I remember on an early trip back to America, saying to my grandmother who was 80 years old, “You’re so lucky Grandma. You’ve been able to see so much change in your lifetime. From horse and buggy to automobiles, to airplanes, to the moon landing.” I never thought I’d be able to witness such dramatic change in the future.

So in that aspect, to be able to witness a country go from where the lights pretty much went off at 8pm every night and everybody was dressed the same way and mostly lived in hutongs, to cities with high rises and highways and solar- and wind-powered lights has been remarkable.

When I first came to China, people dreamed about having a telephone inside the house, maybe even a bathroom inside the house. It wasn’t even in the realm of imagination that they might own a car. But, twenty years later, it was within their financial power to actually own a car so many people bought a car simply because they had the money. China was renowned for having a sea of bicycles and now a bicycle is a rarity in a Chinese metropolis. In those days the Second Ring Road seemed wide and huge, but now it’s not big enough to contain the traffic.

However, there are a few things that don’t change: there’s always been construction around Guomao. It’s been a non-stop construction project since the 1980s.

The other thing is China’s heating policy north of the Yangtze River where they turn on the heat from November 15 to March 15. For all the modernization that China’s had over the past 50 years, it’s a policy that’s never changed.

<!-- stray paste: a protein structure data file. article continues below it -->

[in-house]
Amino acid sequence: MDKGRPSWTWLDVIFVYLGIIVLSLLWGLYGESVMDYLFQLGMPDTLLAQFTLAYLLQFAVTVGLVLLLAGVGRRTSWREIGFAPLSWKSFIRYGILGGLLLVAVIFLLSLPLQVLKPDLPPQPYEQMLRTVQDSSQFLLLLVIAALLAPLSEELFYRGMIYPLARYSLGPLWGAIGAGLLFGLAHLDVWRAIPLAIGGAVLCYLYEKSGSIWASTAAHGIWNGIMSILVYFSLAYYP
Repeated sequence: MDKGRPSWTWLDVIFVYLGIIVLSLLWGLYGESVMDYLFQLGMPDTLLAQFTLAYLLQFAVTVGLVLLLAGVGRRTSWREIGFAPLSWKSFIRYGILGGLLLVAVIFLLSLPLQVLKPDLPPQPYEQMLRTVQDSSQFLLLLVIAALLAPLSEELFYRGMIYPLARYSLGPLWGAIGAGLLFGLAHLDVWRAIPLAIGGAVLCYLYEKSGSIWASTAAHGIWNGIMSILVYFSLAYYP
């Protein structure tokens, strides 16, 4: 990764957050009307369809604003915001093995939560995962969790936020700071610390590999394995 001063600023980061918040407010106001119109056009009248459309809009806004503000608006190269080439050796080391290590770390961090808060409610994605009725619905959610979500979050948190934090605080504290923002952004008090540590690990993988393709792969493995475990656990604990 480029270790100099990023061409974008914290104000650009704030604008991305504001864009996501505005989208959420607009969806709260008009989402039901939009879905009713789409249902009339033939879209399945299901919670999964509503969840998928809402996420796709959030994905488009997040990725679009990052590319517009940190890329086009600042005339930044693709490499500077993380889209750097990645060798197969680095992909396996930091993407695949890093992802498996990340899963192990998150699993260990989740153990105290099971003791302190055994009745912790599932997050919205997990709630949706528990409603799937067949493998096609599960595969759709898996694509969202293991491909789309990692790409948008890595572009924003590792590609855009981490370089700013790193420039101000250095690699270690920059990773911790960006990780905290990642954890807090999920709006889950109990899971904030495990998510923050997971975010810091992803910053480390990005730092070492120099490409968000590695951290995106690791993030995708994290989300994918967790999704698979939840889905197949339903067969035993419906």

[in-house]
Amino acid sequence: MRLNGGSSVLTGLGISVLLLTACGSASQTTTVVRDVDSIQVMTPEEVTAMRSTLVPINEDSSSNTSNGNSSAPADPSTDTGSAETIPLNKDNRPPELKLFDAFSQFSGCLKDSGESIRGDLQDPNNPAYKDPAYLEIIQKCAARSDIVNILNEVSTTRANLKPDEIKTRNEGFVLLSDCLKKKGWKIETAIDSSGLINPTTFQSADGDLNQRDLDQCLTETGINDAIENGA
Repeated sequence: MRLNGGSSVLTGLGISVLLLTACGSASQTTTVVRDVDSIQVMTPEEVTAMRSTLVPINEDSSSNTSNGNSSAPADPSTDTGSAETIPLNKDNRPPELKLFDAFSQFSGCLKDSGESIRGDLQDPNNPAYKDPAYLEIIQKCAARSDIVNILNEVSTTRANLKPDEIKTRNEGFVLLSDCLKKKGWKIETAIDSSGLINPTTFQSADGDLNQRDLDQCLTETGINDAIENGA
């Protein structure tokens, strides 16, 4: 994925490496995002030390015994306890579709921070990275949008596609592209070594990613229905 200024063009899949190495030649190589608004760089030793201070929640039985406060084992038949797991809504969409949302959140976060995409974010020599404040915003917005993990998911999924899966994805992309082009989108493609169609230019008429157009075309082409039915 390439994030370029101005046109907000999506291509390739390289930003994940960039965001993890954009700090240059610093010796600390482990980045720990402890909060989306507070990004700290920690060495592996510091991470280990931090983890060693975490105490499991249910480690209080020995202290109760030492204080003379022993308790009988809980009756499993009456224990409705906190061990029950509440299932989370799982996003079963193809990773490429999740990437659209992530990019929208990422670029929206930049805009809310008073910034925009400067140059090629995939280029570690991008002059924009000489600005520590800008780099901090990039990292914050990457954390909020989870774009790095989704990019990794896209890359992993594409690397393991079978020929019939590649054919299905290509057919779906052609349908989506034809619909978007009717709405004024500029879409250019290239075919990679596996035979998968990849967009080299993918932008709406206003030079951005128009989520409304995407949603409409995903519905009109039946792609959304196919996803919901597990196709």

Bonus question: can you tell us one of your favorite China experiences?

Seeing China through the eyes of the students that come.

I did my graduate work at Harvard Graduate School of Education and after I graduated I was hired to start the Chinese language program at one of the top prep schools in the Boston area, Milton Academy. It was then that I realized these young people needed to have the experience of living in China—that the only way they were really going to understand the language was to understand the people. So in the mid-80s I set up, with Milton Academy, some of the first Chinese homestay exchange programs for American high school students.

These kids, ranging 12 to 16 years old, would come and spend seven weeks in the summer living with Chinese families, taking intensive Chinese language classes and traveling, doing experiential learning trips around China.

To see their transition from being afraid of China to falling in love with the country and having a Chinese family they’ve kept in touch with their whole life was extremely memorable for me. That has continued because I’ve run similar exchange programs for School Year Abroad and the Chinese International School of Hong Kong, bringing U.S. and Hong Kong students to mainland China, helping them understand China in a way they otherwise wouldn’t be able to. It is the power of immersion and human relationships between the world and the country I call my second home.

Transcription by Huizhong Wu.